New Jersey Legislature Amends NJLAD To Protect Pregnant WorkersJanuary 8, 2014 – Alerts Labor & Employment Alert
On January 6, 2014, both houses of the New Jersey Legislature emphatically passed S2995, fighting employment discrimination against pregnant women and those who suffer medical conditions related to pregnancy and childbirth. Pending approval from Governor Christie, the bill seeks to amend the New Jersey Law Against Discrimination (NJLAD) to specifically include “pregnancy” as a protected class. The pregnancy classification would not be limited to women presently carrying a child, but also: pregnancy, childbirth, or medical conditions related to pregnancy or childbirth, including recovery from childbirth. Accordingly, employers may be liable under NJLAD if the employer knows, or should know, that a woman is affected by pregnancy and the woman is treated in a manner less favorable than others who are not affected by pregnancy, but similarly situated in their ability to perform.
The proposed amendment also requires employers to reasonably accommodate women affected by pregnancy, so long as the requests do not put an undue hardship on the employer’s business operations. The New Jersey Legislature offered examples of reasonable accommodations that an affected employee may request, including: bathroom breaks; breaks to drink more water; periodic rest; assistance with manual labor; job restructuring or modified work schedules; and temporary transfers to less strenuous or hazardous work.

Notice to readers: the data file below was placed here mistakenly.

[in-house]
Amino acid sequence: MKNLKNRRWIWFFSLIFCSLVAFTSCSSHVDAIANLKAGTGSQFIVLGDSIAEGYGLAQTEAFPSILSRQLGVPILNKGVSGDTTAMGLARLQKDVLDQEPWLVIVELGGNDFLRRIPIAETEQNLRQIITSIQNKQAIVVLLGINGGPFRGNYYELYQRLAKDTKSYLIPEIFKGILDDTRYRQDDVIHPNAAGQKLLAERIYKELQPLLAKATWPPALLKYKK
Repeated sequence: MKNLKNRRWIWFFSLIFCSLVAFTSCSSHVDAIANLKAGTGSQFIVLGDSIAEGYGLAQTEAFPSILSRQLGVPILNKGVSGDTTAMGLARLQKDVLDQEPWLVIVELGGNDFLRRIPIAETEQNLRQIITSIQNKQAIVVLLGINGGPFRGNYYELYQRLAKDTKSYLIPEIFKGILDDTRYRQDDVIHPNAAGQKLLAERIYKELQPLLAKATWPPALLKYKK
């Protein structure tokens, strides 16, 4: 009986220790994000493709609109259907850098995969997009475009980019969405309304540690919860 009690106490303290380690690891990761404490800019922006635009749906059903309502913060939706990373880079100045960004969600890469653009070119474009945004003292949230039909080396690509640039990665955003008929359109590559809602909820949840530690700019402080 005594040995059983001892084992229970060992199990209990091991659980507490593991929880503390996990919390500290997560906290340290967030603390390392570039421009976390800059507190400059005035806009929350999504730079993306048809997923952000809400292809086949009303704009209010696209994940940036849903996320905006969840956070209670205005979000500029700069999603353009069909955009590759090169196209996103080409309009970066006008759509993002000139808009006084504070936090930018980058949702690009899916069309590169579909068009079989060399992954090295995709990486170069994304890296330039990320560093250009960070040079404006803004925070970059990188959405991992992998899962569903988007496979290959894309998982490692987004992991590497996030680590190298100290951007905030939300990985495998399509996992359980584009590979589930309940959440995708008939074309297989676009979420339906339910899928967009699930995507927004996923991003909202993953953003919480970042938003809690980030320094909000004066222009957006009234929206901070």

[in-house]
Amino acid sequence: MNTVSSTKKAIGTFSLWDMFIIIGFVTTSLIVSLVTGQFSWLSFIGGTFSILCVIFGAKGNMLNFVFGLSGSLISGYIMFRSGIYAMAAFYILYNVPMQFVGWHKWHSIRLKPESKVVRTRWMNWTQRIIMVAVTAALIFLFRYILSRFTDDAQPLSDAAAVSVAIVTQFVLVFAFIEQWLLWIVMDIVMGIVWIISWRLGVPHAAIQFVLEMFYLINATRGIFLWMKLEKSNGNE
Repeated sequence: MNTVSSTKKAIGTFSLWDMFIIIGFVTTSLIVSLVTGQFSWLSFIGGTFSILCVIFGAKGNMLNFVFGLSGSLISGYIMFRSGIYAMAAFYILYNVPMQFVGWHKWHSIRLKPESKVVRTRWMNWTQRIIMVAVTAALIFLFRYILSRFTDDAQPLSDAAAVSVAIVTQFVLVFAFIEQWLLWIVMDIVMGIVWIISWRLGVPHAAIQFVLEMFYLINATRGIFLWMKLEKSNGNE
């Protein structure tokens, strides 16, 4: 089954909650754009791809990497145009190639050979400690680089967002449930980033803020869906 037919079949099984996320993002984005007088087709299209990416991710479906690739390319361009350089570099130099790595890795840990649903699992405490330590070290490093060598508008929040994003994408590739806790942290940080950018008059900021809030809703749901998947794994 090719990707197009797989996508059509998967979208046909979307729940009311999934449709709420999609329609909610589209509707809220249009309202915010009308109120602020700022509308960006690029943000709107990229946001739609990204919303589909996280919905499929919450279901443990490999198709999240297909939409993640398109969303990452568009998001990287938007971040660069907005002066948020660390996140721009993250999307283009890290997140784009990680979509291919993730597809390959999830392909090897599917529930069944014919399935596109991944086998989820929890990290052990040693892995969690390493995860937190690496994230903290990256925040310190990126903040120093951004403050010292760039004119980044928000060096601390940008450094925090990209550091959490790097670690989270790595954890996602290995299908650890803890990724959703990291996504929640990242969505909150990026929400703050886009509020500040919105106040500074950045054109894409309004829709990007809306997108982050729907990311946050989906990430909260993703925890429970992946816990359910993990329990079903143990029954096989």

However, if the employer can show that providing reasonable accommodations would impose an undue hardship on the operation of its business, it would not be required to provide reasonable accommodations. Factors to consider as to whether providing accommodations imposes an undue hardship on the employer’s business include: (1) the overall size of the employer’s business with respect to the number of employees; (2) the number and type of facilities and size of budget; (3) the type of the employer’s operations, including the composition and structure of the employer’s workforce; (4) the nature and cost of the accommodation needed; and (5) the extent to which the accommodation would involve a waiver of an essential job requirement.
Employers with questions relating to application of this law should contact experienced employment counsel before making any determinations.
For more information about this alert or if you have any questions or concerns, please contact Jordan Kaplan at 973.994.7819 or [email protected] or any member of Fox Rothschild’s Labor & Employment Department.